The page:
- February 18, 2016
- Posted by: Josiah Hincks Solicitors
- Category: Business Law Updates
Complaints about contractors are regrettably common but it is rare for their work to be so defective that their clients would have been better off had they never been engaged in the first place. However, in one case, the Court of Appeal ruled that a football club was let down so entirely by a firm employed to improve its pitches that it was not obliged to pay any part of the latter’s bill.
The club employed the firm to top-dress two of its pitches and to sew fresh seeds after using a machine to make holes in the soil before filling them in with sand and rubber particles to aid drainage. However, the work yielded no improvement in the condition of the pitches, having been carried out in very wet conditions.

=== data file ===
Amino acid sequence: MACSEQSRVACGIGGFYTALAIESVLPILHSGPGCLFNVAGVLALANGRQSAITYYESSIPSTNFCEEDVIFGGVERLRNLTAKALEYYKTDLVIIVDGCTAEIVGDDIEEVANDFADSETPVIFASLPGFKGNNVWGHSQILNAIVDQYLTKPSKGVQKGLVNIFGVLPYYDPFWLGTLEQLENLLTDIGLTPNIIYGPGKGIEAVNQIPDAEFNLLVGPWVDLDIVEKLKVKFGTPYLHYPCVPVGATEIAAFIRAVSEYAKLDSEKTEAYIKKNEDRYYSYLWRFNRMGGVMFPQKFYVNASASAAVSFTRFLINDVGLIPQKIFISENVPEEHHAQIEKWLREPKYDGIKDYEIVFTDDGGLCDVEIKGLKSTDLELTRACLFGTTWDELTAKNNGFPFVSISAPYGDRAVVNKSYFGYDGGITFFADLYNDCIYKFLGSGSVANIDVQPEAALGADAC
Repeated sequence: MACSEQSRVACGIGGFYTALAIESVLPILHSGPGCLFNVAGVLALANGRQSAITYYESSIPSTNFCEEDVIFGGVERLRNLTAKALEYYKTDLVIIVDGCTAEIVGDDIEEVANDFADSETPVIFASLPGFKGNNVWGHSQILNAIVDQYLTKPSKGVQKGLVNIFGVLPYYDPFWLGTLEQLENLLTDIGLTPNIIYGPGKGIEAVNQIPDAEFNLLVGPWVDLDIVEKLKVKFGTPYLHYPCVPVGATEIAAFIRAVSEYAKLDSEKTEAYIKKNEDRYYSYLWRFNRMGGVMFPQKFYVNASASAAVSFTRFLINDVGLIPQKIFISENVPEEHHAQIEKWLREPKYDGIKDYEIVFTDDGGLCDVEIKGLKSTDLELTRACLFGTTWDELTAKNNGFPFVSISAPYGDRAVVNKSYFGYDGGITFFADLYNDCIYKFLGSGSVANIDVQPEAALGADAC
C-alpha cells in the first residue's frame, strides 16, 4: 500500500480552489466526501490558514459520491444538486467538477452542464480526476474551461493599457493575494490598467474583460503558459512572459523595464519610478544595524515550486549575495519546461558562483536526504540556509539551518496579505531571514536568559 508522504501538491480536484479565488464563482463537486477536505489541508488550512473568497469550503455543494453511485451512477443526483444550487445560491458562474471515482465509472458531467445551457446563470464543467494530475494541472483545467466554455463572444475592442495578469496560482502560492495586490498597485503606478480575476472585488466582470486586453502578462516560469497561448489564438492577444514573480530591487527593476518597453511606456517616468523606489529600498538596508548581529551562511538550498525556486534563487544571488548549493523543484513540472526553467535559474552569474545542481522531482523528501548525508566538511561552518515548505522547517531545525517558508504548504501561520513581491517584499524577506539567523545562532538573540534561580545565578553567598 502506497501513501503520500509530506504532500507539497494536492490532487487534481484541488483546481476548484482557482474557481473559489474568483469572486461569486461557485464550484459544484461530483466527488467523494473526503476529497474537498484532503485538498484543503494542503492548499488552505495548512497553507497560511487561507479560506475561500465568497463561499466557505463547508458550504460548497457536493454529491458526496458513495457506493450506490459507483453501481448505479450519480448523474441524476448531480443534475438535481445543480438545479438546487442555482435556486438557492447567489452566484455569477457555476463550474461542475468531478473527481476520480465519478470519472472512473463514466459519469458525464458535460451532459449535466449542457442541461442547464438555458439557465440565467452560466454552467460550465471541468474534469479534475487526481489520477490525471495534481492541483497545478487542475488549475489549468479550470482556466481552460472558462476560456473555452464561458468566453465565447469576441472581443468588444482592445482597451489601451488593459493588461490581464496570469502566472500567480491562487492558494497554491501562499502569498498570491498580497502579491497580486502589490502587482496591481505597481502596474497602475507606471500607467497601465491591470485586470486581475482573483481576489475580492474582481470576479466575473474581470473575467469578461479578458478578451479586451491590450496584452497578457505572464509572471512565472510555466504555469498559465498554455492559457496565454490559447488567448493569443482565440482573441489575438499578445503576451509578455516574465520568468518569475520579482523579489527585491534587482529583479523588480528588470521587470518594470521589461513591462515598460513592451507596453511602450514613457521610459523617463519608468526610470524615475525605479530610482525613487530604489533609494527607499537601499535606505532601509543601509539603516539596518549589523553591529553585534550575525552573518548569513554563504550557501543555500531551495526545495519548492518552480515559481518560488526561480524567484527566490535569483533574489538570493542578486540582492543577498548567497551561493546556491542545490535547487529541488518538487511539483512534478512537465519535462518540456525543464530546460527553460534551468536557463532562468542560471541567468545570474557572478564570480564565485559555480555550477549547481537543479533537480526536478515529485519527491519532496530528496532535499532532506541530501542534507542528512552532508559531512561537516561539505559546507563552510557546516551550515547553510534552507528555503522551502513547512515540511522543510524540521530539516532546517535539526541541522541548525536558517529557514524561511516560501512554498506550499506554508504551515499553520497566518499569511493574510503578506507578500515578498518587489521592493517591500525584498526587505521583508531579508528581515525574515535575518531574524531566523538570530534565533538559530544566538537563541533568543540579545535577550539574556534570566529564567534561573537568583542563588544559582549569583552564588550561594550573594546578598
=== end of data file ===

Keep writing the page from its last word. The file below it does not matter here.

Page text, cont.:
The firm raised an invoice for over £16,000 but a judge subsequently ruled that the club did not have to pay anything. In dismissing the firm’s challenge to that ruling, the Court of Appeal noted that the standard of the pitches was left worse than it would have been had no work been done at all. In those circumstances, the club had received no part of the performance which it had contracted for.
The club, however, failed in its claim for damages to reflect the cost of remedial work and staff overtime. The Court found that, despite its failings, the firm could not be held liable to cover the cost of another contractor upgrading the pitches. The Court noted that to rule otherwise would result in the club obtaining a substitute performance of the contract effectively for nothing.